Battery development: adjusting screws for optimum properties

The demands on new batteries are constantly increasing, particularly in terms of their energy density. They also need to be lightweight, robust, safe, sustainable and cost-efficient in serial production. This is made possible by a complex synergy of mechanical design, electro-technical layout and customised software. Dr Stephan Horras, Head of Battery Development at EAS Batteries, answered four questions about the opportunities of modern battery development:

What are the core challenges of customised battery development?
"Every battery has its own requirements. They are determined by the planned application, regulatory requirements, the availability of suitable components and the properties desired by the customer. All of these parameters are collected in a specification document and checked for feasibility. The most important point here is to find an available cell with the right energy density that we can arrange and connect within the specified dimensions of the planned battery system. If there is no suitable solution on the market, we have to modify the requirements for the cell and therefore also the battery properties. Alternatively, we can offer to develop a new cell. As soon as a suitable cell has been found, we look which technology readiness level (TRL) the customer needs for his system. If the battery is only used for a feasibility demonstration, an electrical model that does not have to fulfil any special standards is sufficient. If the battery needs to be ready for series production, we include the necessary certifications and tests in the development process. The application-specific regulatory standards are the real technical challenge for us, as they usually form a tight corset. However, the  biggest pressure to perform lies in developing the battery systems at ever lower production costs."

Which battery characteristics controls the mechanical design?
"Essentially, the mechanical design must ensure that the cells and the electrics are securely fastened in the battery housing. Components such as screws or nuts must not come loose, even when subjected to shock or vibration. The range between the various applications is wide. Under normal operating conditions on a ship, the battery is permanently exposed to small vibrations. During the various ignition phases of a space rocket, on the other hand, it has to withstand explosive shocks of up to ten thousand g, that is ten thousand times the acceleration due to gravity. The housing must also be able to withstand these stresses and, if necessary, have other properties - such as being impermeable to water or dust. The mechanical design must therefore also take the thermal design into account. If the housing is sealed, the heat generated during charging and discharging cannot be dissipated via ventilation. In this case, the battery requires liquid cooling. The manufacturing processes resulting from the mechanical design are also particularly relevant for clients. Here, the demand is growing that the batteries can be manufactured in series production with as few work steps as possible and with as much automation as possible. In this way, we use the mechanical design to control the robustness of the battery systems and their cost efficiency, taking into account the weight specifications. This is also where we have the strongest levers for making the battery sustainable. For example, it is important for recycling that the battery can be disassembled into its individual parts at the end of its life cycle. It is important to avoid gluing components. "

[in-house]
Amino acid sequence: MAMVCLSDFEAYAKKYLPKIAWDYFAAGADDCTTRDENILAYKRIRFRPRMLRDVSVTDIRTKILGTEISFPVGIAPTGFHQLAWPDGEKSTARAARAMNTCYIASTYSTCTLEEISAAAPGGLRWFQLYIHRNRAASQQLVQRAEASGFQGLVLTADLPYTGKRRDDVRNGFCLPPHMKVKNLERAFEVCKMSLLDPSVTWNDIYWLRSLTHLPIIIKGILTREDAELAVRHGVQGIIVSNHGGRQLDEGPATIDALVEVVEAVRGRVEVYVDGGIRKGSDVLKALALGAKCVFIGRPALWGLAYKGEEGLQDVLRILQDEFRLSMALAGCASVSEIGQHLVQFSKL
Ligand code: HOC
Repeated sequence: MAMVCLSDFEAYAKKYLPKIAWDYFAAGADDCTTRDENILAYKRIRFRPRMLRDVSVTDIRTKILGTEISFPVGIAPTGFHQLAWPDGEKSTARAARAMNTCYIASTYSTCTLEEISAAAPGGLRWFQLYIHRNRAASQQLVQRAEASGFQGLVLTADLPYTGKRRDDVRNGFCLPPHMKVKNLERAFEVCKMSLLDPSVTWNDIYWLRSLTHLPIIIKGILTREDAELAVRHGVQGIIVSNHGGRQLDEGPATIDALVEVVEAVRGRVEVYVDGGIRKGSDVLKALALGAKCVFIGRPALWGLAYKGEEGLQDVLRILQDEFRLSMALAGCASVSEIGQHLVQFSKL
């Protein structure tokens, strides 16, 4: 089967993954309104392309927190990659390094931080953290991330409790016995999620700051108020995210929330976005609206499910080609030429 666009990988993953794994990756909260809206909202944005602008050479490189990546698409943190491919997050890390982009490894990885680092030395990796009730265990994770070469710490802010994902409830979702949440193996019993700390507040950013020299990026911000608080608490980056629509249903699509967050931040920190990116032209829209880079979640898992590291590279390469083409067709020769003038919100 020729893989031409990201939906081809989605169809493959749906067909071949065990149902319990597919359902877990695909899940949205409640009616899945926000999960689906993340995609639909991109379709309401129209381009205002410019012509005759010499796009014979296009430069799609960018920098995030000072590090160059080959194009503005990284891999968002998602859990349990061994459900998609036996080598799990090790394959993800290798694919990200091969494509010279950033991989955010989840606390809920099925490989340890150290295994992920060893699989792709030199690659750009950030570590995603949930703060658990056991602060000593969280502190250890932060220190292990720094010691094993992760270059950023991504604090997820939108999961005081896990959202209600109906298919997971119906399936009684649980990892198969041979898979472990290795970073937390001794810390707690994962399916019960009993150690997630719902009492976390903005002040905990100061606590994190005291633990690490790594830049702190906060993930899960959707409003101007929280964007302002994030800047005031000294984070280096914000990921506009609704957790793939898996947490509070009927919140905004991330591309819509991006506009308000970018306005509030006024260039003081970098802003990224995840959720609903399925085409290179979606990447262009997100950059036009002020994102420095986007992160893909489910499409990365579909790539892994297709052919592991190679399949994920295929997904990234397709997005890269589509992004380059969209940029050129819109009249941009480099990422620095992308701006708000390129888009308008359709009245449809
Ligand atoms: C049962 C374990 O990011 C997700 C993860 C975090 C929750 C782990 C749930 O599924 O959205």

Dr Stephan Horras

What influence does the electrical system have on the characteristics of the battery? 
"The battery management system (BMS) is the core component of the electrical system. The so-called contactors and various sensors are connected to the electronic circuit board. The sensors determine how high the charging current, voltages and temperatures are. The contactors open and close like electronic switches when required. This is also where the so-called insulation monitor is located, which switches off the battery if the insulation falls below the minimum insulation threshold. All these components serve to ensure battery safety. Depending on the battery's safety level requirements, we install additional fuses that trigger in the event of overcurrent. Due to the large number of small components, we also have the most detailed options for optimising the cost efficiency of the battery in the electrical system. There is often a wide price range on the market for comparable components. It is also important that the electrical requirements are always ideally met and that no oversized elements are installed. This in turn also has an effect on the weight of the battery. We coordinate the individual components so that they achieve the optimum of the desired properties in the overall picture."

What function does the software of a battery system fulfil? 
"When we talk about the software of a battery system, we are essentially referring to the software of the battery management system. The BMS primarily serves the safety of the battery, as it monitors its cells and balances out different states of charge. The more precisely we adapt the algorithm of the software to the cell, the more precisely, efficiently and safely the BMS works. The information is transferred to a graphical user interface via a data interface. It displays the state of charge and the so-called 'state of health' of the cells. Depending on requirements, other parameters can also be displayed, such as the temperature of the cells. In the future, a BMS will also be able to provide valuable data for more sustainable battery utilisation."


Read more about battery management systems of the future - opportunities and challenges.